May 8, 2017

Economic growth in China is rising, but it is nowhere near the official target

by Fathom Consulting

Fathom’s own estimate of the pace of economic activity in China supports the official story in one respect – the world’s second largest economy did indeed slow through 2014 and 2015 before staging a recovery through 2016 and into 2017. But that is where any similarity between our China Momentum Indicator (CMI), and National Bureau of Statistics (NBS) estimates of GDP growth, comes to an end.

The Fathom CMI combines rail freight volumes, electricity production and nominal bank lending – identified by Premier Li Keqiang as giving a better indicator of economic activity than the official estimate of GDP. It has risen month after month since the beginning of last year as Beijing has thrown in the towel on rebalancing and doubled down, returning to the old model of growth through a combination of fixed investment and net trade. Nevertheless, the CMI suggests that growth is still only 3.4%. That is a long way south of the official estimate of 6.9%.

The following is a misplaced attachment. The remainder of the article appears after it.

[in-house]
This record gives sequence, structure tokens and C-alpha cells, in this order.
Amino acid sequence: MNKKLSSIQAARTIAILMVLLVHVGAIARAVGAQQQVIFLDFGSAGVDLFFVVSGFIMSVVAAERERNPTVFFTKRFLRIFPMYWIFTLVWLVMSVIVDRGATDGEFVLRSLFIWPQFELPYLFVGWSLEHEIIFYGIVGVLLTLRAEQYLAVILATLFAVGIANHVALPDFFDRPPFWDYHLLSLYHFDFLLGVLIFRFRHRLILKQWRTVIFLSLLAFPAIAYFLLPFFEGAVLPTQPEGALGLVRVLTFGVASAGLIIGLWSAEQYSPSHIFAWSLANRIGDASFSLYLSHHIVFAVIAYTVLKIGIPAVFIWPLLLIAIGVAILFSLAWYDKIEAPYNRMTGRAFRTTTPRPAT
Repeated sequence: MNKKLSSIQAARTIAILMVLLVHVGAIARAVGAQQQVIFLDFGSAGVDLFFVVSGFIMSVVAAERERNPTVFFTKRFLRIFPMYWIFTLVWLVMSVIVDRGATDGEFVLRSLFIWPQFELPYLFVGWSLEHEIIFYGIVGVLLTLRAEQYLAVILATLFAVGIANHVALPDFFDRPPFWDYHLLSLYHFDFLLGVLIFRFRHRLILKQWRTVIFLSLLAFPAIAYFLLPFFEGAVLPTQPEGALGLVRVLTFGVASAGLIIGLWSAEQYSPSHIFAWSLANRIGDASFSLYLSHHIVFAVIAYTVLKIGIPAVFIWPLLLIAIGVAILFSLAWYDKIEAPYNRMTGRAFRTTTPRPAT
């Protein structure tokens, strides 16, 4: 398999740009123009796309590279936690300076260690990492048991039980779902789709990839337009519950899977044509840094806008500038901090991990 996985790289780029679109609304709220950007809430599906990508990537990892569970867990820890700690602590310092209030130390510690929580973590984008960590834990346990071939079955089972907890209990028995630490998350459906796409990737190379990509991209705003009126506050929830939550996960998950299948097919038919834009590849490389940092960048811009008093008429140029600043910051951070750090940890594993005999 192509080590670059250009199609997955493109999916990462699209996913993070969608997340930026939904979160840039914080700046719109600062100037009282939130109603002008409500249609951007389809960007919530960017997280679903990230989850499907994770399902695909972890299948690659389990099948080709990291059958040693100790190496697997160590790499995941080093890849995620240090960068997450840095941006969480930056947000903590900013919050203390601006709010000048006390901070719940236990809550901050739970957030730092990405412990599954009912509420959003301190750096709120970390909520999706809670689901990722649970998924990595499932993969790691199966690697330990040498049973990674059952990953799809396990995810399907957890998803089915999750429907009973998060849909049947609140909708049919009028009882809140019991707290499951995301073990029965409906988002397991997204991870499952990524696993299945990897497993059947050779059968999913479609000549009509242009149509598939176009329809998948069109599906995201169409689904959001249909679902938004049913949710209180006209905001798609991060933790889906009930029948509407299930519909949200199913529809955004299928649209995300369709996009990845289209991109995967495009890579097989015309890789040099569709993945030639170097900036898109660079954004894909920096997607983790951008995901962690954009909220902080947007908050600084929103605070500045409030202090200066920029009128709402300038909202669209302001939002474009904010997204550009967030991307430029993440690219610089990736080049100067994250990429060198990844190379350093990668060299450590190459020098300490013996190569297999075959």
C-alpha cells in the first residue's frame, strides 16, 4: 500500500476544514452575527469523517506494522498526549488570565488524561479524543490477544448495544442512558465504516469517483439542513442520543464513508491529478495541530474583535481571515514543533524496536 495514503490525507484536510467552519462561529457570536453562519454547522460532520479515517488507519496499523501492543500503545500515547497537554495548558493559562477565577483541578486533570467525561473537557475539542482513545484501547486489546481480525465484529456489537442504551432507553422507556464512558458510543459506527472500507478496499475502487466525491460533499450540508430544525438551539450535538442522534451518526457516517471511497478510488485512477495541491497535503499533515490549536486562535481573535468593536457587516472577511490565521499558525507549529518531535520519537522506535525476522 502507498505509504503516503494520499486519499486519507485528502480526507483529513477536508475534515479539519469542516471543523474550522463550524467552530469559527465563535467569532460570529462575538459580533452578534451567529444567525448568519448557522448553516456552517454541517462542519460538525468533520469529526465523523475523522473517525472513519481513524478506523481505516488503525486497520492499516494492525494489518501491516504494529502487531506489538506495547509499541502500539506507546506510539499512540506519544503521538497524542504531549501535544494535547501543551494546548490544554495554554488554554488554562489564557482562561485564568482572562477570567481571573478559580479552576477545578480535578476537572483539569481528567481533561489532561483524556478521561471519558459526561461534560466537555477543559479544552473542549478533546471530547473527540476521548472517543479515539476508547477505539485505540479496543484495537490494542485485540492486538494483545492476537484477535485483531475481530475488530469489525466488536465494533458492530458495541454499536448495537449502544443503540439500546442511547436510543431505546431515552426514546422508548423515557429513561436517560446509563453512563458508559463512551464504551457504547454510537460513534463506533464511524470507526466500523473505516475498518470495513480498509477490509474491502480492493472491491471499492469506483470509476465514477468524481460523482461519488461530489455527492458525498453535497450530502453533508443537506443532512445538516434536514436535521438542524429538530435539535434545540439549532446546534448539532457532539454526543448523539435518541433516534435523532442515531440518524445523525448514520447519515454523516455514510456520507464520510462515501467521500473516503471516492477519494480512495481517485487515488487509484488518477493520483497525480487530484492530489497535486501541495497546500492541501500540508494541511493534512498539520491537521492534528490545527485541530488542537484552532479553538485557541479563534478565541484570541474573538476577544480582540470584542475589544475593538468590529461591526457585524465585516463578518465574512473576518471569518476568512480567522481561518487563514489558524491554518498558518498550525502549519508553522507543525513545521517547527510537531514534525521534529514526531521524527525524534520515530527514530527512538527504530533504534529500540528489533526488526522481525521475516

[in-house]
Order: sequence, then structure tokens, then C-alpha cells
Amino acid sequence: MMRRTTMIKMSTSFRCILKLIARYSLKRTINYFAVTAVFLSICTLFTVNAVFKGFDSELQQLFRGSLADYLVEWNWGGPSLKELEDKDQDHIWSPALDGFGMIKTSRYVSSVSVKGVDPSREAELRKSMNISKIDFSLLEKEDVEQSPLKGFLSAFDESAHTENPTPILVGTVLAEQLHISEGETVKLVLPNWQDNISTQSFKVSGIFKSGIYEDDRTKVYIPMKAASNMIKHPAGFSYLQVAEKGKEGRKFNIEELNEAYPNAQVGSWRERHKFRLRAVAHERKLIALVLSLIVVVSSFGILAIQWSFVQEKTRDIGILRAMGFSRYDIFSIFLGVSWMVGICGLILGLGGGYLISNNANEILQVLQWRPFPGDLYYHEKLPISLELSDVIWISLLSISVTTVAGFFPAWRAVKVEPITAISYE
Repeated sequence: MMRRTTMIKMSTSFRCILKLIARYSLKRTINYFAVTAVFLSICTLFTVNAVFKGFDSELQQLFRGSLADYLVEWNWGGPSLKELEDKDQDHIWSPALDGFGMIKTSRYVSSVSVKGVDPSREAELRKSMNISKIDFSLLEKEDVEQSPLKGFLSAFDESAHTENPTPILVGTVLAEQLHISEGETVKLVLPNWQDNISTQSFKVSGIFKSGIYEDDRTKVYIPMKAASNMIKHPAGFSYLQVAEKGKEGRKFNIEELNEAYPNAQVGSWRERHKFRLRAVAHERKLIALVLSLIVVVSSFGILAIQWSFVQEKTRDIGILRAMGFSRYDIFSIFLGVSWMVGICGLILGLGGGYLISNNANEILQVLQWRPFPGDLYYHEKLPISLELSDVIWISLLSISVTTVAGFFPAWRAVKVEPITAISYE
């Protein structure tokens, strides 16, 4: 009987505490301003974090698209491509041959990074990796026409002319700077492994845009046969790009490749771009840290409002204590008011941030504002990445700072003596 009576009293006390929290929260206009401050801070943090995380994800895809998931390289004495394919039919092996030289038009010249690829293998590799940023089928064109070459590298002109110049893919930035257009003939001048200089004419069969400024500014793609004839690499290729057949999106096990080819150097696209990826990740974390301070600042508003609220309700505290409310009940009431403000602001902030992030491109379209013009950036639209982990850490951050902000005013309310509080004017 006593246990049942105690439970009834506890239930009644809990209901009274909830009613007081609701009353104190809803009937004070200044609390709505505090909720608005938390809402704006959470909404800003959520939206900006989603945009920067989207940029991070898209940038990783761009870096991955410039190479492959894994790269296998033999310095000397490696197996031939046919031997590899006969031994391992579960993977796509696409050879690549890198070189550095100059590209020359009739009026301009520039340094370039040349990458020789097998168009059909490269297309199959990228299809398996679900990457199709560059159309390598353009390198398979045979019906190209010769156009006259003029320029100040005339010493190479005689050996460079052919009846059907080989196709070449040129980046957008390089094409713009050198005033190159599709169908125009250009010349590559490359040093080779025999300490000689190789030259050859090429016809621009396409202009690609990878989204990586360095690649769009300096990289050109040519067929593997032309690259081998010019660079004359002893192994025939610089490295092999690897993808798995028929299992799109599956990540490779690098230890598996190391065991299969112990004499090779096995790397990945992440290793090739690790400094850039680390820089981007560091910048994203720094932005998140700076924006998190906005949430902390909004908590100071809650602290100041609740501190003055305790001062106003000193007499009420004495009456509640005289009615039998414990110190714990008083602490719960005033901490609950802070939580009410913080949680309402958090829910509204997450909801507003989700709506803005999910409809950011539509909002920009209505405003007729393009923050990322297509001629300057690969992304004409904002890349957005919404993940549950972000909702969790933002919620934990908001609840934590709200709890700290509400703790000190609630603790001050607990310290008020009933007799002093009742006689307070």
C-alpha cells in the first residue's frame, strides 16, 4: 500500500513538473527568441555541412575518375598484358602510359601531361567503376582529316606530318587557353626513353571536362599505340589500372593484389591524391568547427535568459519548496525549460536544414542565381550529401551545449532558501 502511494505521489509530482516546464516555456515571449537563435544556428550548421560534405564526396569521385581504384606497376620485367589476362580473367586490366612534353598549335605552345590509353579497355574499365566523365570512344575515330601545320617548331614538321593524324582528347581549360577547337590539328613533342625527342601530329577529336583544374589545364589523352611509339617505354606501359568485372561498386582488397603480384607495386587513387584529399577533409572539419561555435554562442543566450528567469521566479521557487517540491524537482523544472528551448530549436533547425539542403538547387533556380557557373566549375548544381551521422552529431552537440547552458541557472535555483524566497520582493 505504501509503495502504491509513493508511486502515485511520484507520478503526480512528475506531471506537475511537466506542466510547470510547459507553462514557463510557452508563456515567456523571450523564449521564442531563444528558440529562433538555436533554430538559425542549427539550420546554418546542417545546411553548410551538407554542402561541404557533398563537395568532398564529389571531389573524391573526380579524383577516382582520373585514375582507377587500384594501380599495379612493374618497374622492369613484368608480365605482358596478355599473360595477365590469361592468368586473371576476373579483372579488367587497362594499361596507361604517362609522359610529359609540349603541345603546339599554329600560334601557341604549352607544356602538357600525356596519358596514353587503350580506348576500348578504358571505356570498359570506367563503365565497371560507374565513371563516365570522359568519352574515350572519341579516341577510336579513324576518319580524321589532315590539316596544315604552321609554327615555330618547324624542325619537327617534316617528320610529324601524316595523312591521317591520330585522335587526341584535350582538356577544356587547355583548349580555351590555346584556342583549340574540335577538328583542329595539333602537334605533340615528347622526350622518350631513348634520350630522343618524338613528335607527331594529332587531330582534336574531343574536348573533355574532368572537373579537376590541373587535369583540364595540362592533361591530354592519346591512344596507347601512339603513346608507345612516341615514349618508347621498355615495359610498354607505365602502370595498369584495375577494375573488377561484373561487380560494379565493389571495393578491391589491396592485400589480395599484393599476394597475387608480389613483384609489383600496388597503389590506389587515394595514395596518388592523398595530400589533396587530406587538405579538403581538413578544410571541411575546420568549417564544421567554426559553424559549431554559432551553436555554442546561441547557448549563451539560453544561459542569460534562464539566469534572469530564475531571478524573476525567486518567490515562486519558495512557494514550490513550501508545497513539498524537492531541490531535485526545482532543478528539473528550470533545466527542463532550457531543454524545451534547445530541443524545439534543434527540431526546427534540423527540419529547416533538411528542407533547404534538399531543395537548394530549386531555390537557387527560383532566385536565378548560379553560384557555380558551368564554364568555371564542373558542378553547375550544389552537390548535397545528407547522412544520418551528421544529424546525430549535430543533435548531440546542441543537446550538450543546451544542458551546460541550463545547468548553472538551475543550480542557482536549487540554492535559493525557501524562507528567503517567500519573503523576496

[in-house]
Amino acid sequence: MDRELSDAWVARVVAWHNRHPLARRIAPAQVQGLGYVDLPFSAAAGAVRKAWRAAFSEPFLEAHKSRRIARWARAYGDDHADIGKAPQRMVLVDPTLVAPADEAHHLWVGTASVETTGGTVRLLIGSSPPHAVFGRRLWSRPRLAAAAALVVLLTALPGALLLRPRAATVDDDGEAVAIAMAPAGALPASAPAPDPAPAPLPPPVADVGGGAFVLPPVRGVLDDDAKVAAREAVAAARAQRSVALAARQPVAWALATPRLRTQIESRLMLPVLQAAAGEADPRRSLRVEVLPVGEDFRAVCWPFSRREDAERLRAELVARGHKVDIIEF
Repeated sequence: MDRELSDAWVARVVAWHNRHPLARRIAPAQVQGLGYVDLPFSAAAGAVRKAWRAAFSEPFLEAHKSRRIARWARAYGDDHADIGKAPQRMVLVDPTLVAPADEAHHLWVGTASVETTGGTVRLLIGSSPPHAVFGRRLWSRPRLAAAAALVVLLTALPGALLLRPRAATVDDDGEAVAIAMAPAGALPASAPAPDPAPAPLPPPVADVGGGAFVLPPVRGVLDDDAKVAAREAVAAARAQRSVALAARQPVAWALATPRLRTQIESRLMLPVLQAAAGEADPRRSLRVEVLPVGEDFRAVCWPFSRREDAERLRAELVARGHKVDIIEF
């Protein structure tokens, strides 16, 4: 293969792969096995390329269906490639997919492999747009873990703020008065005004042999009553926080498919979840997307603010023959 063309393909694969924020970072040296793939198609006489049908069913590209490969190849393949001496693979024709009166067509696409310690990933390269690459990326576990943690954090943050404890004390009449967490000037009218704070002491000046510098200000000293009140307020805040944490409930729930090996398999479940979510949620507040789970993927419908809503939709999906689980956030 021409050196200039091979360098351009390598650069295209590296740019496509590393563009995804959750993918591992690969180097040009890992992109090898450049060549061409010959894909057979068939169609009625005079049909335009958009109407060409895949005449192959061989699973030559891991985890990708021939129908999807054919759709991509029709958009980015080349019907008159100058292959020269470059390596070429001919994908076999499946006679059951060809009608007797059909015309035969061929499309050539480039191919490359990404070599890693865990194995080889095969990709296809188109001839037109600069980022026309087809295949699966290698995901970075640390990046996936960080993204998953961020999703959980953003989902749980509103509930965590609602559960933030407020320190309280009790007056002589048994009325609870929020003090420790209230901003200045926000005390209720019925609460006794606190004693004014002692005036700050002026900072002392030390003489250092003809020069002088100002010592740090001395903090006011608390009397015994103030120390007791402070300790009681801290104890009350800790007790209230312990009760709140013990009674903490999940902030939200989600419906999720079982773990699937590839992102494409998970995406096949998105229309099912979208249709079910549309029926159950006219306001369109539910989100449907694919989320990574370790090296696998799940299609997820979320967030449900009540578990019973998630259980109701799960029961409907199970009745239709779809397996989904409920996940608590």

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We see growth continuing to strengthen in China through this year and into next. But this is not good economic growth. By continuing to invest in capacity, China is storing up more problems for the future. As growth in China’s capital stock continues to outpace overall economic growth, its substantial non-performing loan problem can only get worse. Meaningful rebalancing, away from investment and towards consumption, can only take place when and if the government in Beijing begins to redistribute from the wealthiest citizens towards the poorest. Analysis of Gini coefficients before and after taxes and benefits confirms that China does almost no redistribution at all. Contrary, perhaps, to the conventional wisdom, it does far less than the US and indeed most advanced economies.

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